EXCLUSIVE: JetBlue CEO Barger Sees More Airlines Headed Worcester’s Way
Friday, October 04, 2013
Last April, JetBlue Airways announced the newest addition to its growing network: Worcester. Service to the airline's 80th city will take flight on November 7, with daily service to Fort Lauderdale and Orlando, Florida.
As a leading air-passenger service, with hubs in Boston, Fort Lauderdale/Hollywood, Orlando, Los Angeles, New York City and San Juan, JetBlue carries 29 million customers a year to 79 cities in the U.S., Caribbean and Latin America. In addition to Worcester, upcoming destinations include Savannah, Georgia; Port-au-Prince, Haiti; Port of Spain, Trinidad and Tobago; and Lima, Peru, subject to receipt of government approval.
With JetBlue, all seats on its more than 600 daily flights are assigned, all fares are one-way, and an overnight stay is never required. JetBlue's fleet totals 188 aircraft, comprising 129 Airbus A320s and 59 Embraer E190s.
Barger has been with JetBlue since Day One. He was part of the founding team, in 1998, and served as the COO until 2007. In addition to his present chief executive duties, he serves on the company’s Board of Directors.
Barger’s interest in airlines came from his father, who was a United Airlines pilot for 37 years. From 1982 to 1988, he served in several positions with New York Air. In 1992, he joined Continental Airlines and held various management positions, including vice president of Continental's hub at Newark Liberty International Airport.
In 2007, the airline was forced to cancel nearly 1,700 flights due to winter storms. In response, JetBlue's board replaced David Neeleman with Barger as CEO. Neeleman, the company's largest individual investor, became a non-executive chairman as a result of the change. In 2009, Barger also became the president.
The Michigan native and Detroit Tigers fan is also a savvy businessman. Because JetBlue flies in and out of the heart of Red Sox Nation, JetBlue is an official sponsor the Red Sox.
And while Barge may also root for the Detroit Red Wings, we’re in Bruins and Sharks territory. No surprise, then, that JetBlue just became an official sponsor of both Boston’s major-league and Worcester’s minor-league hockey teams.
Red Sox Nation is global
Following, are edited highlights of an exclusive GoLocalWorcester interview with Barger, conducted during his October 2 visit to Worcester.
You’re a native of Michigan and a big Detroit Tigers fan. However, Boston is one of JetBlue’s biggest markets, and the Red Sox minor-league team’s park is JetBlue Park in Fort Meyers, Florida. If the Red Sox face the Tigers in the American League Championship Series, which team would you root for?
That’s a tough question. I think I would probably say, I hope it’s three games each [that the two teams win in the best-of-seven series]. So it at least goes seven games, and then may the best team win as we go into the seventh game of the Championship Series. How’s that?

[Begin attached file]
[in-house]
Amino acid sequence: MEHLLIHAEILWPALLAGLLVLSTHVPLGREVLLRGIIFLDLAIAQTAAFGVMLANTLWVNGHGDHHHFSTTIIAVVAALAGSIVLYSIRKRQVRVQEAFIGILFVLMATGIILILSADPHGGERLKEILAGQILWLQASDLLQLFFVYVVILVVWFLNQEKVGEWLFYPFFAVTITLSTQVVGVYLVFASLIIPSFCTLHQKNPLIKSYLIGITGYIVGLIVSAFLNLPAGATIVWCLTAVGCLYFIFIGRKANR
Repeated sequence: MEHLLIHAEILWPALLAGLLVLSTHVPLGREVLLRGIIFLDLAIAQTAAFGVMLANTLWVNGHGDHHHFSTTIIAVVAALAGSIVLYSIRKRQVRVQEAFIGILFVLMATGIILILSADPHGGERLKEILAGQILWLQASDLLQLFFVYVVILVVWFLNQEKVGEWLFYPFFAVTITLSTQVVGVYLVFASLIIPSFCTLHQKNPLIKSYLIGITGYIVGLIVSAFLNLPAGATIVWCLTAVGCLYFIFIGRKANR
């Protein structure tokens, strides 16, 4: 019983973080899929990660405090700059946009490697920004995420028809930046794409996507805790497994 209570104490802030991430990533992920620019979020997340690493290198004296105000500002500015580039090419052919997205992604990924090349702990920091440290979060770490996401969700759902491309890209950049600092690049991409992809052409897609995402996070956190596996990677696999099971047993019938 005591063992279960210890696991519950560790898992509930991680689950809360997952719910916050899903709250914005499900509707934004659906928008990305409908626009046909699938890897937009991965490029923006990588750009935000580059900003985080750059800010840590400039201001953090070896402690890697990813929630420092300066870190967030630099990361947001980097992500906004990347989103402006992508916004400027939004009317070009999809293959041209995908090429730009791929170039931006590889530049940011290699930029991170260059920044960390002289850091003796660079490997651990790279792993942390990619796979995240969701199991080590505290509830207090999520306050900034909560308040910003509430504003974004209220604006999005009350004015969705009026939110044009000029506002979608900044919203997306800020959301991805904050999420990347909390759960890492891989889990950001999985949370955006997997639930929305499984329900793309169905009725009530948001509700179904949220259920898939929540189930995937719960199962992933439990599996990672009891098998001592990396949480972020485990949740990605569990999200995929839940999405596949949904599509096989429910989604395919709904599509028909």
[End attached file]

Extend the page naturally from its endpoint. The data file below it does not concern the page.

Does that mean you’ll be rooting for both teams in the seventh game?
I win either way, I really do. I love the Tigers. [I’m] a season ticketholder and have been, for years. The Red Sox have just been near and dear to JetBlue. They’ve been terrific, whether it’s been down in Fort Myers [during spring training] or whether it’s up here in Boston [during the regular season].
And you have to be careful because you’re in Red Sox Nation, now.
Oh, in a major way. This is definitely Red Sox Nation, that’s for sure. But it’s really nice to see what [Sox Manager John] Farrell has done with the team this year - what a turn, from last year. When I think about [this] Friday night and what’s going to happen over at Fenway [at the Sox host the Tampa Bay Rays in Game 1 of their best-of-five American League Division playoff series], they just have the best team in the American League.
Toronto’s loss of Farrell was our gain.
No doubt about that.
Listen, I win either way [if the Sox and Tigers meet in the playoffs]. What’s also nice, the farther these [playoff] games go, people travel to these games. It’s good revenue for us, too. Red Sox Nation – that’s global.
Off the charts
Let’s talk about JetBlue, now. Why is JetBlue launching service out of Worcester Regional Airport, starting November 7 –and why now?
First of all, [give] credit to Massport [which owns and operates Worcester’s airport] for helping to nudge us, over the years, regarding, “Hey, you have to take a look at Worcester, you have to take a look at Central Mass.”
As for why now, we start the [Worcester] service November 7 –one [flight] a day to Orlando and one a day to South Florida’s Fort Lauderdale/Hollywood International Airport. I have to say “hat’s off” to so many [people who said to me], “Come, visit [Worcester]. Just see what it’s all about.” Whether it’s City Manager Mike O’Brien, Mayor Joe Petty, Governor [Deval] Patrick or [Chamber of Commerce President] Tim Murray, it’s just been, “Come see what’s happening here.” And when we did, it was off the charts. We had greater support for our brand than any other city that we’ve ever announced.
In the past, when airlines tried and failed here, they didn’t have backup planes. It could have been nice weather and blue skies here in Worcester but the aircraft was stormed-in at wherever it was coming from, and there was no backup airline here. Is that going to be a problem for JetBlue, or does it have enough backup planes because it’s a much bigger airlines with much deeper pockets?